0xFFFFFFFE - (x | 0x7FFFFFFF) -> x | 0x7FFFFFFF	- - -
 (x & 0x7FFFFFFF) - x -> x & 0x80000000			- - -
 x^(x + 0x80000000) -> 0x80000000			+ - -
 x^(0x7FFFFFFF - x) -> 0x7FFFFFFF			- - -
 (x + 0x7FFFFFFF)^0x7FFFFFFF -> -x			- - -
 (x + 0x80000000)^0x7FFFFFFF -> ~x			+ + -
 -x^0x80000000 -> 0x80000000 - x			- - -
 (0x7FFFFFFF - x)^0x80000000 -> ~x			- + -
 (0x80000000 - x)^0x80000000 -> -x			- + -
 (x + 0xFFFFFFFF)^0xFFFFFFFF -> -x			+ + -
 (x + 0x80000000)^0x80000000 -> x			+ + -
 (0x7FFFFFFF - x)^0x7FFFFFFF -> x			- - -
 x - (x & c) -> x &~c					+ + -
 x^(x & c) -> x &~c					+ + -
 ~x + c -> (c - 1) - x					+ + -
 ~(x + c) -> ~c - x					+ - -
 -(x + c) -> -c - x					+ + -
 c -~x -> x + (c + 1)					+ + -
 ~x^c -> x^~c						+ + -
 ~x - c -> ~c - x					+ + -
 -x^0x7FFFFFFF -> x + 0x7FFFFFFF			- - -
 -x^0xFFFFFFFF -> x - 1					+ + -
 x & (x^c) -> x &~c					+ + -
 -x - c -> -c - x					+ + -
 (x | c) - c -> x &~c					- - -
 (x | c)^c -> x &~c					+ + -
 ~(c - x) -> x +~c					+ - -
 ~(x^c) -> x^~c						+ + -
 ~c0 == c1 => (x & c0)^c1 -> x | c1			+ + -
 -c0 == c1 => (x | c0) + c1 -> x &~c1			- - -
 (x^c) + 0x80000000 -> x^(c + 0x80000000)		+ + -
 ((c0 | -c0) & c1) == 0 => (x^c0) & c1!x & c1		+ + -
 (c0 &~c1) == 0 => (x^c0) | c1!x | c1			+ - -
 (x^c) - 0x80000000 -> x^(c + 0x80000000)		+ + -
 0x7FFFFFFF - (x^c) -> x^(0x7FFFFFFF - c)		- - -
 0xFFFFFFFF - (x^c) -> x^(0xFFFFFFFF - c)		+ + -

The optional-precondition are hand-written rules that constants must obey for a particular expression mapping to apply, e.g., (c0 &~c1) == 0.

Hand written rules using bit-vector (for each bit of a constant the value one, zero or don’t know) analysis of constants is used to prune the search space (otherwise the search of the two operand+constants case would still be running).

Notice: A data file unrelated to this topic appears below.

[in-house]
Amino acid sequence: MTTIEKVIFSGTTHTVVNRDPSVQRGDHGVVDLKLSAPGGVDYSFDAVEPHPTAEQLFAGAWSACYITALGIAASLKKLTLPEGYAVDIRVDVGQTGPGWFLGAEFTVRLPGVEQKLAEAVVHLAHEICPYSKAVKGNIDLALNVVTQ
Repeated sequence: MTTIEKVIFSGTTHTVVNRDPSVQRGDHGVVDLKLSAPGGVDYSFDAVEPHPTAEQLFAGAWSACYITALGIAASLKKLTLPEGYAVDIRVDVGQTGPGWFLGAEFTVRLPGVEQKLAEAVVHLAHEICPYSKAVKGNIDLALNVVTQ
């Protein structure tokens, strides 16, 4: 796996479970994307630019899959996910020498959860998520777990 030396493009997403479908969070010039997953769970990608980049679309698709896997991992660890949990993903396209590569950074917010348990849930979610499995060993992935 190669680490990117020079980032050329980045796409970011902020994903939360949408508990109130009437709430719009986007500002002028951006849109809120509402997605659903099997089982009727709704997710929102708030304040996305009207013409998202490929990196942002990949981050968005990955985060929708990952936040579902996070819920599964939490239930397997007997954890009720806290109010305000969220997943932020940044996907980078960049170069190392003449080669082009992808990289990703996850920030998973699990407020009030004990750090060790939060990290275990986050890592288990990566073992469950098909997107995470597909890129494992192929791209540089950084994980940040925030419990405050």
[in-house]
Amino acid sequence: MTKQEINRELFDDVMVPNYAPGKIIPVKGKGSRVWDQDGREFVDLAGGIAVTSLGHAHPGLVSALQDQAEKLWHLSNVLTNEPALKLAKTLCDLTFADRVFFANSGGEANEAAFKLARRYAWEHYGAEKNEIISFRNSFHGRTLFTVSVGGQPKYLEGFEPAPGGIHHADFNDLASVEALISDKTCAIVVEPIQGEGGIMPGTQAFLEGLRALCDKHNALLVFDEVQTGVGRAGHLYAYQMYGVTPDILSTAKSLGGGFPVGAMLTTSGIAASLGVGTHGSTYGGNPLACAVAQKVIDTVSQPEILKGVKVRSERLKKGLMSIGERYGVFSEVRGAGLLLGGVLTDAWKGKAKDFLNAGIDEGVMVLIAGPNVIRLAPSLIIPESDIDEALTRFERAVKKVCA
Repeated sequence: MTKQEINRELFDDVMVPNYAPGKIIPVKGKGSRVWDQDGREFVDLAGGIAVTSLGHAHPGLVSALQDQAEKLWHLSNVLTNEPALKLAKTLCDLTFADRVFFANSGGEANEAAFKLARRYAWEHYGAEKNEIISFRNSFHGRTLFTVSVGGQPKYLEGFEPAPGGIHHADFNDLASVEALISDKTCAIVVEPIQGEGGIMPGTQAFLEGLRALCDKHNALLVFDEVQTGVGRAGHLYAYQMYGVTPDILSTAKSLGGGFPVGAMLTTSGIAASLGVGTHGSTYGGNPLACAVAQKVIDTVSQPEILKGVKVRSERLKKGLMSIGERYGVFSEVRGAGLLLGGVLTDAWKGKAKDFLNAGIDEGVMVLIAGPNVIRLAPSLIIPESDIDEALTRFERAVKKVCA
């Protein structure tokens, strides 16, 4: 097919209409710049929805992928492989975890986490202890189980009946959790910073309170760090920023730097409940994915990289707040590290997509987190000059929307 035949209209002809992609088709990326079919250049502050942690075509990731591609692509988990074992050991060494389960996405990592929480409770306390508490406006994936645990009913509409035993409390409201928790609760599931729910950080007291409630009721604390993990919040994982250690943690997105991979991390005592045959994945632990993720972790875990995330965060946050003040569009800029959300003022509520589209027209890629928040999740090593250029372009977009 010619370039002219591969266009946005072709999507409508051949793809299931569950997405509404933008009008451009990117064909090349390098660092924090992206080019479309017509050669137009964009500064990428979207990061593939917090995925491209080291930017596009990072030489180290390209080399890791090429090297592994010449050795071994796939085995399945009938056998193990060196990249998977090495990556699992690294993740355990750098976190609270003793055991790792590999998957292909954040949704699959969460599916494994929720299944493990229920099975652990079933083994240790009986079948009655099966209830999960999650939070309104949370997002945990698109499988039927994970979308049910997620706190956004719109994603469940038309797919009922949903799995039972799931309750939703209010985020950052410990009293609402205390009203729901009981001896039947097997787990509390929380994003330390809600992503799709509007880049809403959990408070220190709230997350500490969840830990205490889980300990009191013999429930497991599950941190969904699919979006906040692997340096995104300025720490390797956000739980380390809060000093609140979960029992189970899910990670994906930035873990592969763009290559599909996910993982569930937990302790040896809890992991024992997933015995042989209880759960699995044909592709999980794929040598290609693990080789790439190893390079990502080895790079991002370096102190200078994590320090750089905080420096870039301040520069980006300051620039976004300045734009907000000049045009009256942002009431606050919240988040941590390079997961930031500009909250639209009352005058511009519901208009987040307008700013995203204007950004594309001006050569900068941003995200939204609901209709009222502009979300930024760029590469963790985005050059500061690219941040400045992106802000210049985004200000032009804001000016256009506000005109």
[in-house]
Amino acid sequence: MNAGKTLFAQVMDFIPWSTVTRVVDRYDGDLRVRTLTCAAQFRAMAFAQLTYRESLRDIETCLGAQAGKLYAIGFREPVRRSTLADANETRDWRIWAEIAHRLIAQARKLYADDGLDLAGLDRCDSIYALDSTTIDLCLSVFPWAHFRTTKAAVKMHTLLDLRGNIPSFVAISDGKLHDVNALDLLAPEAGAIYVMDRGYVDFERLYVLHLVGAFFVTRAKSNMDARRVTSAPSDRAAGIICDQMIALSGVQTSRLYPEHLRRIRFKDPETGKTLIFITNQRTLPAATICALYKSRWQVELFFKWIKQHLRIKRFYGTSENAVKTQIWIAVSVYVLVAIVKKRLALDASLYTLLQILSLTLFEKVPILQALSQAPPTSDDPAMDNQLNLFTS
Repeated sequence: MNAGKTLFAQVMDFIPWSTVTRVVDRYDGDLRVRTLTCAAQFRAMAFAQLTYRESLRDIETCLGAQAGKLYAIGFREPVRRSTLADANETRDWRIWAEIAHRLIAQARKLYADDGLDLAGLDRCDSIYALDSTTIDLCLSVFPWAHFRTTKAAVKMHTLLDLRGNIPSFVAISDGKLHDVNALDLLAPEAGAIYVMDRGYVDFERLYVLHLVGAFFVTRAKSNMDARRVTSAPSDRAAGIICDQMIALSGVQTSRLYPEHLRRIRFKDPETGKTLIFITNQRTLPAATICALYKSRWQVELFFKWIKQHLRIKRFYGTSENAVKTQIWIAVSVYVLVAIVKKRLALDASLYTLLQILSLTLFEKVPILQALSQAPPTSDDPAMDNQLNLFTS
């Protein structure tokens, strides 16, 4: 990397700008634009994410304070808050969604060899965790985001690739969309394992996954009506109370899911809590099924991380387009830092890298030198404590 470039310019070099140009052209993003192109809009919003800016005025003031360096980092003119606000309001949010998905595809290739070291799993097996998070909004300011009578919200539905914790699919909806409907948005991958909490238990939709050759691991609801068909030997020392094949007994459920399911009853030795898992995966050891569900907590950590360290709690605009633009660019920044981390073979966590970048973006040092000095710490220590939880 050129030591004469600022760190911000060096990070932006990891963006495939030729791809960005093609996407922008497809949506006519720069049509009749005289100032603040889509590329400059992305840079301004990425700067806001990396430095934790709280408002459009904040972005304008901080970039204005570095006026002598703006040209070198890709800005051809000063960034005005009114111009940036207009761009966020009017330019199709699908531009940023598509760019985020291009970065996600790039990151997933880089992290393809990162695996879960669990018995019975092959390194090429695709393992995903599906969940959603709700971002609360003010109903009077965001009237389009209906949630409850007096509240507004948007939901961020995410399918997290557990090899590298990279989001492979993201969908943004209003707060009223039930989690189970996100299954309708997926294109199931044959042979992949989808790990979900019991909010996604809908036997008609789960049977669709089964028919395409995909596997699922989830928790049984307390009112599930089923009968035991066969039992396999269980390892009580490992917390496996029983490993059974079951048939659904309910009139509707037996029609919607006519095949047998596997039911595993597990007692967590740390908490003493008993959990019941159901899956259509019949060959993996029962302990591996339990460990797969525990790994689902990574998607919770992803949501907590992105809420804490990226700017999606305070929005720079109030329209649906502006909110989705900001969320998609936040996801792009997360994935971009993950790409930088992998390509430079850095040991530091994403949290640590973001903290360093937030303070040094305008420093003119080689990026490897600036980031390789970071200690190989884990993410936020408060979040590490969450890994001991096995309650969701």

LLVM covers 40 of the 63 cases, GCC 36 and Intel just 1 (wow). I suspect that many of the unsupported patterns are rare, but now they are known it is worth implementing them just to be able to say that this particular set of possibilities is completely covered.

Superoptimizers are back in vogue

November 6th, 2012 No comments

There has always been the need for a few developer with in-depth knowledge of a particular cpu architecture to sit down and think very hard about how best to implement a snippet of code performing some operation in assembly language, e.g., library implementors wanting the tightest code for a critical inner loop or compiler writers who need to map from intermediate code to machine code.

In 1987 Massalin published his now famous paper that introduced the term Superoptimizer; a program that enumerates all possible combinations of instruction sequences until the shortest/fastest one producing the desired output from the given input is found (various heuristics were used to prune the search space e.g., only considering 15 or so opcodes, and the longest sequence it ever generated contained 12 instructions).